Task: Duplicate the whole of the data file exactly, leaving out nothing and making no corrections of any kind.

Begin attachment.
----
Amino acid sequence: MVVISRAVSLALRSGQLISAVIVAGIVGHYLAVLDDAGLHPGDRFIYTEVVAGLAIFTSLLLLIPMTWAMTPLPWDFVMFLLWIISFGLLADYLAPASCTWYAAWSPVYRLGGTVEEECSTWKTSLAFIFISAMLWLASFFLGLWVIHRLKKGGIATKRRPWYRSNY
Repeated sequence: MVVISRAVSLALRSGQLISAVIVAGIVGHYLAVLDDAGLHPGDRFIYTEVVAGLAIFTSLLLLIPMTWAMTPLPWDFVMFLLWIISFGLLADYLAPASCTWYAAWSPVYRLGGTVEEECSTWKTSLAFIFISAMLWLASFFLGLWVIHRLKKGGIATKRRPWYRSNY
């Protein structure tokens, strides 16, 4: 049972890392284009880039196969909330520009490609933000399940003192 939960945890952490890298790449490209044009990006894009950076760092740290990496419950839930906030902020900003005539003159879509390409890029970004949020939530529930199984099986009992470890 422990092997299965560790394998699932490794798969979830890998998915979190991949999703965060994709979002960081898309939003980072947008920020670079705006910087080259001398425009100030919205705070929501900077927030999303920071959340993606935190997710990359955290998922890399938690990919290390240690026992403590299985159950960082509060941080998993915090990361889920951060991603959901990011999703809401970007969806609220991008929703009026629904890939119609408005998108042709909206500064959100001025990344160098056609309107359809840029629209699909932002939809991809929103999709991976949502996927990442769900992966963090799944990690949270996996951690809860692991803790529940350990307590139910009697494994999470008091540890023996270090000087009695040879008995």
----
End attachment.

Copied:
Amino acid sequence: MVVISRAVSLALRSGQLISAVIVAGIVGHYLAVLDDAGLHPGDRFIYTEVVAGLAIFTSLLLLIPMTWAMTPLPWDFVMFLLWIISFGLLADYLAPASCTWYAAWSPVYRLGGTVEEECSTWKTSLAFIFISAMLWLASFFLGLWVIHRLKKGGIATKRRPWYRSNY
Repeated sequence: MVVISRAVSLALRSGQLISAVIVAGIVGHYLAVLDDAGLHPGDRFIYTEVVAGLAIFTSLLLLIPMTWAMTPLPWDFVMFLLWIISFGLLADYLAPASCTWYAAWSPVYRLGGTVEEECSTWKTSLAFIFISAMLWLASFFLGLWVIHRLKKGGIATKRRPWYRSNY
């Protein structure tokens, strides 16, 4: 049972890392284009880039196969909330520009490609933000399940003192 939960945890952490890298790449490209044009990006894009950076760092740290990496419950839930906030902020900003005539003159879509390409890029970004949020939530529930199984099986009992470890 422990092997299965560790394998699932490794798969979830890998998915979190991949999703965060994709979002960081898309939003980072947008920020670079705006910087080259001398425009100030919205705070929501900077927030999303920071959340993606935190997710990359955290998922890399938690990919290390240690026992403590299985159950960082509060941080998993915090990361889920951060991603959901990011999703809401970007969806609220991008929703009026629904890939119609408005998108042709909206500064959100001025990344160098056609309107359809840029629209699909932002939809991809929103999709991976949502996927990442769900992966963090799944990690949270996996951690809860692991803790529940350990307590139910009697494994999470008091540890023996270090000087009695040879008995």